“We’ll never make it,” said Allen.

“Did the Bandit and Snowman make it? Was it over when the German’s bombed pearl harbor?” said Rory.

“Movies, Rory.”

“I know, but the point is that we must keep going. The fog will break and we will keep trying. Allen, there is a lot riding on this island.”

And the fog did break. It pulled away to an incredible sight. There were hundreds of boats circling the island. Poodle fainted at the sight of colonial ships, canoes, and paddle boats from the basin in the nation’s capital. One small boat taxied up to the where Rory and Allen were working. The captain leaned over the railing and said, “Springsteen or Matthews?”

“Champ?” asked Rory.

“Yep, what’s your working music?”

“Before I answer, how do I know you are not some kind of evil imposter?” asked Rory.

“Because you sat in my house and watched rodeo on ESPN.”

“Good enough for me. You are who I think you are, but I’m not sure how you got here.”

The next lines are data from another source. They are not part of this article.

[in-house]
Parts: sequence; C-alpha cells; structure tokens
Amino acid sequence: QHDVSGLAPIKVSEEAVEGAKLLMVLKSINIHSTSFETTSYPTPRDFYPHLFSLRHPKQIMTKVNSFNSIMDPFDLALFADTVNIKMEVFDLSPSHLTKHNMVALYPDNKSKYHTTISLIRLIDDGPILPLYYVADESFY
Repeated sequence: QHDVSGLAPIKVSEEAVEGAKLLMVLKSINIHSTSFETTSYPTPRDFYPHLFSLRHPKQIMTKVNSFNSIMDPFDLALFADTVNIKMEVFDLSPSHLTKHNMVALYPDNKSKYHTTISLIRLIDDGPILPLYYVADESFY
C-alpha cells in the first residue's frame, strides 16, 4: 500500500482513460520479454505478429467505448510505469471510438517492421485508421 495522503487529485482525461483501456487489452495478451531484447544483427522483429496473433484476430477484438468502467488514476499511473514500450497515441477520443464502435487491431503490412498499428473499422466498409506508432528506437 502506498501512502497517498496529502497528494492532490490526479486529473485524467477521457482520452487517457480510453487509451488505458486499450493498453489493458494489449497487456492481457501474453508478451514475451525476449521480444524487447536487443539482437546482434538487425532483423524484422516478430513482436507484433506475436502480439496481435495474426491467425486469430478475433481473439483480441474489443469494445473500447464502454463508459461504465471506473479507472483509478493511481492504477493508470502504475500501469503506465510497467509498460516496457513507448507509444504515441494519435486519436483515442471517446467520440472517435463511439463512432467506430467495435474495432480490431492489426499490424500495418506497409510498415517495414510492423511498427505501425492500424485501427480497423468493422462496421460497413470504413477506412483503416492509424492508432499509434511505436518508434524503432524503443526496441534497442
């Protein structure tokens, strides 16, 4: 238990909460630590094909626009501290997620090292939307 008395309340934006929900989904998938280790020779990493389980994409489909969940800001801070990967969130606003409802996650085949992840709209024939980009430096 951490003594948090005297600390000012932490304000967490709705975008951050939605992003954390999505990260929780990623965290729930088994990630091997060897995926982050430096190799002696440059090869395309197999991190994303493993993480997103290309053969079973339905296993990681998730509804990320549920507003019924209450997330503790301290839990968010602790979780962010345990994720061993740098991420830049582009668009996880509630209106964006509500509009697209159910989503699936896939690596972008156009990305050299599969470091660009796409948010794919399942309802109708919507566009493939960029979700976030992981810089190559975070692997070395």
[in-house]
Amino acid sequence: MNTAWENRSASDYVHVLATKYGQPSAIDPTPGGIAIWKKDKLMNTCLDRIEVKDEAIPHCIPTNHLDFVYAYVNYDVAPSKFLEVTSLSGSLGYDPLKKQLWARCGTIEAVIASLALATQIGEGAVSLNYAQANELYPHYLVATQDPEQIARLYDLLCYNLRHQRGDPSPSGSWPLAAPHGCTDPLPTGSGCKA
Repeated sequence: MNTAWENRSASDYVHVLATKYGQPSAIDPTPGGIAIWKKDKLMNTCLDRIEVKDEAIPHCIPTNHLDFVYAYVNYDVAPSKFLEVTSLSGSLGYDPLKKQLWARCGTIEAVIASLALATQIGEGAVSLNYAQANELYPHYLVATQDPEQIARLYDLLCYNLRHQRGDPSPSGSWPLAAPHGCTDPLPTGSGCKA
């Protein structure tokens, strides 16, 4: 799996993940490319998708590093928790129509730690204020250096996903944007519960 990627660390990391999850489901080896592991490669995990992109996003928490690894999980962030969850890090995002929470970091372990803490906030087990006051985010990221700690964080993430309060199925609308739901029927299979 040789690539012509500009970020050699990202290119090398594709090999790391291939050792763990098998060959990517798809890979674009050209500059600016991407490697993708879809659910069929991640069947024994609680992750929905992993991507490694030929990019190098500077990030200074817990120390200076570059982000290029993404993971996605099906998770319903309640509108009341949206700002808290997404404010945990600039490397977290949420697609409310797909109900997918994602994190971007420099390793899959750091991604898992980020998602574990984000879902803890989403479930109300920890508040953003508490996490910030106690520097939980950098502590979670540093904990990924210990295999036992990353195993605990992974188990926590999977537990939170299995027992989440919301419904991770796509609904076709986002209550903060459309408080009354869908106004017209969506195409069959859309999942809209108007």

“I’m here because there is plenty of good in the world and some of us who have moved on have decided to come back and help restore what makes people great.”

“And what is that?” asked Allen.

“The ability to think,” said Champ.

“Springsteen, then.” said Rory.

With that, the Ghost of Tom Joad blasted through unseen speakers. Champ yelled, “More south side.” The music got louder on the other side of the island. “I hope you guys are ready, this is going to be something else.” Champ had been a major league engineer. He had arranged the boats in a way that made a tight ring around the island. “Fill in the gaps with your concrete,” he said to Allen.